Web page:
Digitally transforming Australian agriculture will be instrumental in supporting the rising demand of international markets, according to analyst firm, IDC.
The company said that, through a significant focus on its role in the Australian national interest, agriculture has been plagued with a unique set of challenges. But in response, the industry is steadily becoming more consolidated and integrated, as new government and stakeholder investments grow.
In addition, it said agriculture is being looked upon to fill the export void left by declining mining markets.
IDC vertical market analyst, Jaideep Thyagarajan, said the proximity to attractive Asian markets, a strong institutional framework, and a positive inclination to harness technology have made agriculture an attractive sector for investments.
According to Thyagarajan, spending on farm-operation related technologies will grow over four per cent annually to 2020.
“Consequently, there is no shortage of innovation in agriculture, but issues exist, specifically, scaling out of capabilities are challenging due to an industry mostly composed of small-scale family owned businesses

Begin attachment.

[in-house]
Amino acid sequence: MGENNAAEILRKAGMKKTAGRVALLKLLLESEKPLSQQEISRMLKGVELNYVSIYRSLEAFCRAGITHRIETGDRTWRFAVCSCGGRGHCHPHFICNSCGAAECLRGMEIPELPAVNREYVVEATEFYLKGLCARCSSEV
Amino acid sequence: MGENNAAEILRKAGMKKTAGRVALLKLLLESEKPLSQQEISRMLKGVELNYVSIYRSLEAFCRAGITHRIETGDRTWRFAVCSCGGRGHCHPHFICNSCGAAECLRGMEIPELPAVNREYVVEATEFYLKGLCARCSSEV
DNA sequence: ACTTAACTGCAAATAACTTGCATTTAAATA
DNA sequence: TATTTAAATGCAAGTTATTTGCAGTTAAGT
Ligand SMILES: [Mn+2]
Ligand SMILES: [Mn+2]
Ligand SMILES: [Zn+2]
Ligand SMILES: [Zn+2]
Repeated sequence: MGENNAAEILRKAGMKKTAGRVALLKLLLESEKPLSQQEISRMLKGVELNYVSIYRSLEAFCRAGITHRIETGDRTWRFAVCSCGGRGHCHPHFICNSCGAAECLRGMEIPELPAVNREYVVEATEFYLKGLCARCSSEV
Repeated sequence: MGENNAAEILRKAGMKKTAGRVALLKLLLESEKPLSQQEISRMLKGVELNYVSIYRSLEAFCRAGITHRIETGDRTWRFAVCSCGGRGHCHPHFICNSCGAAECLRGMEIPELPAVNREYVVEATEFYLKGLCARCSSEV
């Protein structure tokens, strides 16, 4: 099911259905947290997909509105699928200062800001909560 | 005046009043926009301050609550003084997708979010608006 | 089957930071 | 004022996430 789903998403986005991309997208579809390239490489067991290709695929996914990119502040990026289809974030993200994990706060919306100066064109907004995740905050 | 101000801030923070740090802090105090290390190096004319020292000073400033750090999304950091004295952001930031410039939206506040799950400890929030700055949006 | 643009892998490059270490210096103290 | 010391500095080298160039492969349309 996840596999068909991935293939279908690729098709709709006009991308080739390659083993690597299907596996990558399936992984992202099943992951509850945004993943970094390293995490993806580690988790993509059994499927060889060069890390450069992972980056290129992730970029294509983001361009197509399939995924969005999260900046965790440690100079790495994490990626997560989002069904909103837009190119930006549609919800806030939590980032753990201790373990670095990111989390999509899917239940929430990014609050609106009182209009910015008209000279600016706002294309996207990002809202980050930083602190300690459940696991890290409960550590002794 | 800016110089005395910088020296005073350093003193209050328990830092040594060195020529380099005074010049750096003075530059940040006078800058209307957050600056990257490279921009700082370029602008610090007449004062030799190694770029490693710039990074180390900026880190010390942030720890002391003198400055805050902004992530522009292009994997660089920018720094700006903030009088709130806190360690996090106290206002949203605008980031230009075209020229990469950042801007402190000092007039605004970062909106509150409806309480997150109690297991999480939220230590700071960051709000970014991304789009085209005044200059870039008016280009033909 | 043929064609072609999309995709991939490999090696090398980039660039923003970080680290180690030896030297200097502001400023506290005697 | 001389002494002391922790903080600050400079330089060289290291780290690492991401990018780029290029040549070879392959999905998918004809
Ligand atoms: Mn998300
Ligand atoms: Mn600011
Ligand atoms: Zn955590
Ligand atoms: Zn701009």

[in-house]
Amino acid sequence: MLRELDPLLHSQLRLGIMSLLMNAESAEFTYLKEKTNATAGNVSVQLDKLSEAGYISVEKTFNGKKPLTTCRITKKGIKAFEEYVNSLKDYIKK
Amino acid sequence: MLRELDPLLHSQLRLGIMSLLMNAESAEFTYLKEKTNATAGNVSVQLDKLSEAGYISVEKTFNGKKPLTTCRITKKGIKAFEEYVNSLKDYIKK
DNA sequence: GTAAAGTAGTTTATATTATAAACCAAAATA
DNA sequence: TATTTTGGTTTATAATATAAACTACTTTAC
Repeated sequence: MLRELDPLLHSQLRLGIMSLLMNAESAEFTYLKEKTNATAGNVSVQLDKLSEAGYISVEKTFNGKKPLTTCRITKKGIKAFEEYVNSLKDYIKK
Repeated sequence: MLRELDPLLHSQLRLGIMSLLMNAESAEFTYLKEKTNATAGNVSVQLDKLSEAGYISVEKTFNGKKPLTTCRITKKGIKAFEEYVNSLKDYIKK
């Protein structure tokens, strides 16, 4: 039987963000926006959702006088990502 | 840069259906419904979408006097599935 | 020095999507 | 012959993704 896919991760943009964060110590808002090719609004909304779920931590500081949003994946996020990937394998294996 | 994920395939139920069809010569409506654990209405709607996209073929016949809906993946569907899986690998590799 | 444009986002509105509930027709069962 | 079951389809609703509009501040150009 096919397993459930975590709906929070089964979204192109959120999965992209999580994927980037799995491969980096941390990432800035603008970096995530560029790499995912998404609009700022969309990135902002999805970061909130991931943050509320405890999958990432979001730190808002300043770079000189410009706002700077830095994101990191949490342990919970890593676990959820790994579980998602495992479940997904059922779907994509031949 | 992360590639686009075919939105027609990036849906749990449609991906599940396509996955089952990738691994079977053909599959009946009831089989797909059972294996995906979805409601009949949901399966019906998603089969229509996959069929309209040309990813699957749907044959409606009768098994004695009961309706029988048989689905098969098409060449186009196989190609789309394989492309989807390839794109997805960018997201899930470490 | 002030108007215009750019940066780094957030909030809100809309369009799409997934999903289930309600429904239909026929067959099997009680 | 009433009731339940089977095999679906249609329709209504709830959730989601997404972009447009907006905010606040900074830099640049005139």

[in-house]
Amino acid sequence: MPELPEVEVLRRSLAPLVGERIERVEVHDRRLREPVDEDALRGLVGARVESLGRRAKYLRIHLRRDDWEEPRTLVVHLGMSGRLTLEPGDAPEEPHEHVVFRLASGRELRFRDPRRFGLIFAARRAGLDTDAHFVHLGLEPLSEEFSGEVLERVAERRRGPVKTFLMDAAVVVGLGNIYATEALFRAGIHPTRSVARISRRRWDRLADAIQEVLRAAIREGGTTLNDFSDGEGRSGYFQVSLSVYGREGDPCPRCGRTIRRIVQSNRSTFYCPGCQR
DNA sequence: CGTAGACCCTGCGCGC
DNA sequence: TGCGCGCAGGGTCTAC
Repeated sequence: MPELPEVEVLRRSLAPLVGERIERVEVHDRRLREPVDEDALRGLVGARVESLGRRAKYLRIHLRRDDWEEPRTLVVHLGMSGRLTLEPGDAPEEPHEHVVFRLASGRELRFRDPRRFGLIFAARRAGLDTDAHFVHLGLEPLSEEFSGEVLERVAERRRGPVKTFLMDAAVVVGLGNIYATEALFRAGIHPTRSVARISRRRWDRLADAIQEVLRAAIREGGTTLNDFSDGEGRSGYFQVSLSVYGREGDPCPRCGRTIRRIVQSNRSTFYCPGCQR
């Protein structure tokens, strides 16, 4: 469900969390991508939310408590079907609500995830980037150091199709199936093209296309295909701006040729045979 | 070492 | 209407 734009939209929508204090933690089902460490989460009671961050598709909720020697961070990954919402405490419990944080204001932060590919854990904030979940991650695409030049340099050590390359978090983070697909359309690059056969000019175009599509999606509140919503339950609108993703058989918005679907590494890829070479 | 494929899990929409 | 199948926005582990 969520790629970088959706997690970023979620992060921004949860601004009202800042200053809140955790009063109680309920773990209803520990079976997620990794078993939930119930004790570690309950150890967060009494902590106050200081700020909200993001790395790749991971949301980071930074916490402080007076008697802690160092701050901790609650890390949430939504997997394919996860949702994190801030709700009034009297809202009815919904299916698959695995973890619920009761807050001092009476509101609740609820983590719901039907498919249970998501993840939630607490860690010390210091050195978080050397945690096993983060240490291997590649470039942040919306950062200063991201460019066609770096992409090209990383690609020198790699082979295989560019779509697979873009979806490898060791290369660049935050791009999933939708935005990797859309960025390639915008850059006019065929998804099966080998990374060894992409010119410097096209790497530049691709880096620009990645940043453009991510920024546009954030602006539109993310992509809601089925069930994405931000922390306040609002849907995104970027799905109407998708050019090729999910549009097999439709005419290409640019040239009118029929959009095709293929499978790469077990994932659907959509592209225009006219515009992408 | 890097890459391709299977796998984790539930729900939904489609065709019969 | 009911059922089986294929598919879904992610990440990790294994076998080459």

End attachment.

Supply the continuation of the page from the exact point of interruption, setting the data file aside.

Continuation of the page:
“In addition, large farms controlled by few farmers are often located in harsh physical environments, making connectivity difficult,” he said.
He isolated third platform technologies like mobility, cloud, and big data as having an ability to introduce agility and improve decision-making.
Thyagarajan added that there is an urgent need to drive productivity, while continuing to improve the quality and quantity of the produce.
“Empowering the workforce, reducing human error, and limiting manual intervention are important considerations and there is tremendous scope for third platform technologies to deliver these outcomes.
"The potential for third platform technologies to improve revenue and cost outcomes for agricultural enterprises is significant. This realisation by agricultural organisations, government, and IT vendors is creating a swirl of engagement,” Thyagarajan said.
He also mentioned that in the last year, the analyst firm has seen strong collaboration between IT and industry expertise to create new offerings focused on IoT and effective data utilisation.
“The expected increase in spending corresponds to renewed interests to drive yield and variety alongside sustainable farming practices. Spending on third party information services is expected to be predominantly flat with a modest five-year CAGR [compound annual growth rate] of 1.3 per cent.
"Third party information services are largely data intensive. Poor connectivity and restricted access to state-of-the-art IT platforms and expertise are acting as barriers to unleash the hidden potential of data analytics in agriculture" he added.